Electrical Charge (GCSE Physics)
- An electric current is a flow of charge. A circuit has many electrons (charges) flowing around. This is a current – a ‘flow of charge’.
- A potential difference is needed for charge to flow. If you have an ordinary metal wire without a cell or battery, the electrons move randomly, and there is no net flow of charge. When a cell or battery – a potential difference / voltage – is applied to the metal wire, the electrons move away from the negative terminal and towards the positive terminal. There is a net flow of charge – an electric current.
- Current in metals is the flow of negatively charged electrons. Electrons can move from one atom to another, forming a sea of delocalised electrons.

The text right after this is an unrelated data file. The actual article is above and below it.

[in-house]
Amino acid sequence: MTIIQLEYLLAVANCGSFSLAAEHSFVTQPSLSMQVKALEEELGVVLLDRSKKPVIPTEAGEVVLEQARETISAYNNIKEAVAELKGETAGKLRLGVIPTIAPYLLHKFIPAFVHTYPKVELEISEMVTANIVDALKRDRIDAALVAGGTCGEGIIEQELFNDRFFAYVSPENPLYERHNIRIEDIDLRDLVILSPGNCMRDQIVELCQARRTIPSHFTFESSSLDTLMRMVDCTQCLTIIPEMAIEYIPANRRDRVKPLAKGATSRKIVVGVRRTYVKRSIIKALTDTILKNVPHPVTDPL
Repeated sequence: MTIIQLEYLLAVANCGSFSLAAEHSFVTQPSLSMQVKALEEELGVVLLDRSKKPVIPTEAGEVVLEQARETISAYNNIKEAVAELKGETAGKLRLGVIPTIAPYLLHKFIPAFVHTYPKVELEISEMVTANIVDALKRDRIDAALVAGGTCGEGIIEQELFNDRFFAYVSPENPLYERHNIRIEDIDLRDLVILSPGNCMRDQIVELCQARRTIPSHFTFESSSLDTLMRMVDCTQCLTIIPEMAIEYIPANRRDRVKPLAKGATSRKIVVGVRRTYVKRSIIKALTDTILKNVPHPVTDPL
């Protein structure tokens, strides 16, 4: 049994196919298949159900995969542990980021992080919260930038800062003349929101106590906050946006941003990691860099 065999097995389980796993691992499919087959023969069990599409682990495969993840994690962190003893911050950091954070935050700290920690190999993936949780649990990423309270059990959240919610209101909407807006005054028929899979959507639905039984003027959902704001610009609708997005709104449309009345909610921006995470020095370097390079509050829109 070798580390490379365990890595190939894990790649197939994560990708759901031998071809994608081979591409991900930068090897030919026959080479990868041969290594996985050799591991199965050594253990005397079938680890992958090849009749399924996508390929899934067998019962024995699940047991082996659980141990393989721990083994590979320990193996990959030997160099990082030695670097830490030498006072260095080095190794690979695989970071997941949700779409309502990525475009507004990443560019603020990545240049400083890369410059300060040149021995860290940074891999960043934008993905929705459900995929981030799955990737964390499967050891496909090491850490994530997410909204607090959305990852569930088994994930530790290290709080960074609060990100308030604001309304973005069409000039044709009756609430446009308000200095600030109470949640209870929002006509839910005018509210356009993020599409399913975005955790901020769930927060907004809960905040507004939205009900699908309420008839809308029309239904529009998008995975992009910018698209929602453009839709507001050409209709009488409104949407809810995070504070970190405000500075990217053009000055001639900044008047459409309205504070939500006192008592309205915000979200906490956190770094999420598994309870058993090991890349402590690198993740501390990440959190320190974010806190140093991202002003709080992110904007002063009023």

- The current can be measured in amperes (A). The value for current, in amperes (A), is the rate of flow of charge. It tells us how fast the charge is flowing through the circuit. The faster the flow of electrical charge, the larger the current. Similarly, the slower the flow of electrical charge, the smaller the current.
- A current is constant in a closed loop. A current has the same value at any point in a single closed loop of a circuit. Once we have learnt about series and parallel circuits this will make more sense. Within series circuits, the current is same throughout. Within parallel circuits, the current may vary between different branches (loops), but within each branch (loop) the current is constant.
Current is the flow of electrons from a negative to positive terminal. This is because electrons are negatively charged, so they want to move away from the negatively charged terminal.
However, scientists originally thought that current was the flow of charge from a positive terminal to a negative terminal. This old definition is called the conventional current, so we do not get confused with the new definition!